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Patton v. State

Supreme Court of Delaware

April 30, 2019

ANDRE PATTON [1] Defendant Below, Appellant,
v.
STATE OF DELAWARE, Plaintiff Below, Appellee.

          Submitted: February 6, 2019

          Court Below: Family Court of the State of Delaware C.A. No. 1707017837

          Before STRINE, Chief Justice; SEITZ and TRAYNOR, Justices.

          ORDER

          Leo E. Strine, Jr. Chief Justice

         This 30th day of April 2019, it appears to the Court that:

         (1) Andre Patton was found to have committed the crimes of Possession of a Firearm by a Prohibited Juvenile, Conspiracy in the Second Degree, and Shoplifting less than $1, 500, and was thus found delinquent.[2] The only issue on appeal is whether the Family Court properly denied Patton's motion to suppress the gun and ammunition evidence found in Patton's backpack.

         (2) Below, the trial court focused on the issue of whether the search of the backpack was justified by probable cause and found that it was.[3] But, as the State effectively concedes, there was time for the police to secure a warrant, and there were no exigent circumstances justifying their failure to do so.[4] On appeal, the State argues that the denial of Patton's motion to suppress should be affirmed on alternative grounds, namely, that there was no warrant required to search the backpack because it was left in plain view or "abandoned."[5]

         (3) We agree. On the undisputed facts, Patton left his backpack on the ground by a stop sign in a busy parking lot, went far away from it, and limited his ability to protect or even see it.[6] Although Patton argues that to find that he had no reasonable expectation of privacy in his backpack the State must show that Patton disclaimed ownership of the backpack, [7] that is not the test. Rather, based on the totality of the circumstances, this Court must determine whether Patton objectively abandoned the backpack.[8] When someone leaves personal property in plain sight, in a busy place, and departs the area, that person has no reasonable expectation of privacy in the abandoned personal property.[9] Because that is what Patton did here-and failed even to try to put the backpack under a bush or under some cover-he cannot claim that his privacy rights were intruded upon. For that reason, the judgment of the Family Court is affirmed.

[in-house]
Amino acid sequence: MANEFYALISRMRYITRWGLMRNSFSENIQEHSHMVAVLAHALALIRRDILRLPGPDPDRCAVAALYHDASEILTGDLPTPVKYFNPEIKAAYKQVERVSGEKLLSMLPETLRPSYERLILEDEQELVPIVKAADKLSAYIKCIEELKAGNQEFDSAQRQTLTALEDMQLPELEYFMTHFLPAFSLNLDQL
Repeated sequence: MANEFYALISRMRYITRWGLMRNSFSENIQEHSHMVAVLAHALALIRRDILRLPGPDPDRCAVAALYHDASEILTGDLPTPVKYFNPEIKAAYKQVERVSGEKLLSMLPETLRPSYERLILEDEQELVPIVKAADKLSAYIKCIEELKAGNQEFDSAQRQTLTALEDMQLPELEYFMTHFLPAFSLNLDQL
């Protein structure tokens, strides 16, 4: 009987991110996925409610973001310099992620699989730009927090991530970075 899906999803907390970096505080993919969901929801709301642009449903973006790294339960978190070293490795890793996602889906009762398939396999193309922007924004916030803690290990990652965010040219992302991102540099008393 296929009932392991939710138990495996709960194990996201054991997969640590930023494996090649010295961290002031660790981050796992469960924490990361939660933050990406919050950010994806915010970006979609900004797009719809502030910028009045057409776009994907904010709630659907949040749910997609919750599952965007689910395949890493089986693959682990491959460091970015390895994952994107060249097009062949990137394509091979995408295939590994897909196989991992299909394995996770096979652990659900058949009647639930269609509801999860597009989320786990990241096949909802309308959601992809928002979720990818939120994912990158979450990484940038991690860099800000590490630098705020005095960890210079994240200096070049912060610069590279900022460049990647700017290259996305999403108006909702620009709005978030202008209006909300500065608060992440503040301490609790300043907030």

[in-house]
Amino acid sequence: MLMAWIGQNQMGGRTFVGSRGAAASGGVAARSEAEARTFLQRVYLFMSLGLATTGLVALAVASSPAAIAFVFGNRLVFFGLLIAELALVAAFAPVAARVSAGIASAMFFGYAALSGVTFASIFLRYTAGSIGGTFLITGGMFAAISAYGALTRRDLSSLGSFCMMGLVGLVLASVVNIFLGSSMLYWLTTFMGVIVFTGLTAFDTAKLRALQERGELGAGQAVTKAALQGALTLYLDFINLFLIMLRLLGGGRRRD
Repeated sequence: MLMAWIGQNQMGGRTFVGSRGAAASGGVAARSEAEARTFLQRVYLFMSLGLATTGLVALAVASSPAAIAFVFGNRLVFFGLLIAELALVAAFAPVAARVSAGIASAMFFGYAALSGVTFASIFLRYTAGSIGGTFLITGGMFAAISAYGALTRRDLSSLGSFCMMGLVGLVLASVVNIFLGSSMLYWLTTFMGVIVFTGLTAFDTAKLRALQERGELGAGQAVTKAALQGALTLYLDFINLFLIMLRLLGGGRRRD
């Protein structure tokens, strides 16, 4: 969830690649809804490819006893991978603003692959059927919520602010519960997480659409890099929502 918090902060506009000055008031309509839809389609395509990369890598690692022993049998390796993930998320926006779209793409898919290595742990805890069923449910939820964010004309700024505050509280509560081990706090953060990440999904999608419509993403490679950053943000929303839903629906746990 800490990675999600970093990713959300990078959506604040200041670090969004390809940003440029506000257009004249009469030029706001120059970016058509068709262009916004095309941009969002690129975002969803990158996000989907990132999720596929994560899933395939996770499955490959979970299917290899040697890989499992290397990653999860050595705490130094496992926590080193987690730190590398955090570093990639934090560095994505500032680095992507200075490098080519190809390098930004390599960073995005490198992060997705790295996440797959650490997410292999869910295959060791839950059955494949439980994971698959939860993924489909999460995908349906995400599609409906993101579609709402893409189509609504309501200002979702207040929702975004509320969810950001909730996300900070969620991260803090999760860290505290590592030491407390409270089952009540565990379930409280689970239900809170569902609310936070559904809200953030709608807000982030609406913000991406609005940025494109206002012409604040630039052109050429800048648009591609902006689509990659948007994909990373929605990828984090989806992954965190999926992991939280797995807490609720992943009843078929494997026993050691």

NOW, THEREFORE, IT IS ORDERED that the judgment of the Family Court is hereby AFFIRMED.

---------

Notes:

[1] The Court previously assigned a pseudonym to the party under Supreme Court Rule 7(d).

[2] App. to Opening Br. at A5-6 (Trial Docket).

[3] Exhibit A to Opening Br. at 12-13. In fairness to the Family Court, the issues were presented to it in a confusing way, and none of the parties below focused on the absence of a warrant. Nonetheless, the State did argue that Patton had no reasonable expectation of privacy because he had left the backpack in plain view in a public place and proceeded to go back into the mall without it. Exhibit C to Opening Br. at 7-9 (the State arguing that the search of Patton's backpack did not violate his Fourth Amendment rights because he abandoned the property); see also Exhibit B to Opening Br. at 6-9 (Patton arguing only that the stop and search was unlawful ...


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